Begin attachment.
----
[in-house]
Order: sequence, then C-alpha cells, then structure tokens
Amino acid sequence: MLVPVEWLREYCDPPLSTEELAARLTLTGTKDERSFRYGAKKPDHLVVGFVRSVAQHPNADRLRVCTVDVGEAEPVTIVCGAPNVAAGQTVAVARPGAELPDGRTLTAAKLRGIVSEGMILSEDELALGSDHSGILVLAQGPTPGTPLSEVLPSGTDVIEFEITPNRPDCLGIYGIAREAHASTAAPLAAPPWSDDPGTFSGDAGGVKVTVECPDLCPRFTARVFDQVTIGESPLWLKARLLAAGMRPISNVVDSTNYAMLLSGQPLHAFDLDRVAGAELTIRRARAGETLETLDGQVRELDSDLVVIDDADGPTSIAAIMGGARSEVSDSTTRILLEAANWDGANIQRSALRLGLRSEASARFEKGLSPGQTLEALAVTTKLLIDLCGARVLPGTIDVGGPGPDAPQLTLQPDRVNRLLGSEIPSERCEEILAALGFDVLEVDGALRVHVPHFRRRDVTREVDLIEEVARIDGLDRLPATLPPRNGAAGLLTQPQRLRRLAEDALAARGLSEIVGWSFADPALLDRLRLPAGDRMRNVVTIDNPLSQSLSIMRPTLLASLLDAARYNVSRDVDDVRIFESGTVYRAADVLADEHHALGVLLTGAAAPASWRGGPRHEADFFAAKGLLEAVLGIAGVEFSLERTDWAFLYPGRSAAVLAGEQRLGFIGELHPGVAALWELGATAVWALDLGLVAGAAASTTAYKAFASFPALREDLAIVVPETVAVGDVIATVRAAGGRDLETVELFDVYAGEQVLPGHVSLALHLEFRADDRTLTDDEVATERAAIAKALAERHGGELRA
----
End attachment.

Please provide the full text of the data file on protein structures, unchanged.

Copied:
[in-house]
Order: sequence, then C-alpha cells, then structure tokens
Amino acid sequence: MLVPVEWLREYCDPPLSTEELAARLTLTGTKDERSFRYGAKKPDHLVVGFVRSVAQHPNADRLRVCTVDVGEAEPVTIVCGAPNVAAGQTVAVARPGAELPDGRTLTAAKLRGIVSEGMILSEDELALGSDHSGILVLAQGPTPGTPLSEVLPSGTDVIEFEITPNRPDCLGIYGIAREAHASTAAPLAAPPWSDDPGTFSGDAGGVKVTVECPDLCPRFTARVFDQVTIGESPLWLKARLLAAGMRPISNVVDSTNYAMLLSGQPLHAFDLDRVAGAELTIRRARAGETLETLDGQVRELDSDLVVIDDADGPTSIAAIMGGARSEVSDSTTRILLEAANWDGANIQRSALRLGLRSEASARFEKGLSPGQTLEALAVTTKLLIDLCGARVLPGTIDVGGPGPDAPQLTLQPDRVNRLLGSEIPSERCEEILAALGFDVLEVDGALRVHVPHFRRRDVTREVDLIEEVARIDGLDRLPATLPPRNGAAGLLTQPQRLRRLAEDALAARGLSEIVGWSFADPALLDRLRLPAGDRMRNVVTIDNPLSQSLSIMRPTLLASLLDAARYNVSRDVDDVRIFESGTVYRAADVLADEHHALGVLLTGAAAPASWRGGPRHEADFFAAKGLLEAVLGIAGVEFSLERTDWAFLYPGRSAAVLAGEQRLGFIGELHPGVAALWELGATAVWALDLGLVAGAAASTTAYKAFASFPALREDLAIVVPETVAVGDVIATVRAAGGRDLETVELFDVYAGEQVLPGHVSLALHLEFRADDRTLTDDEVATERAAIAKALAERHGGELRA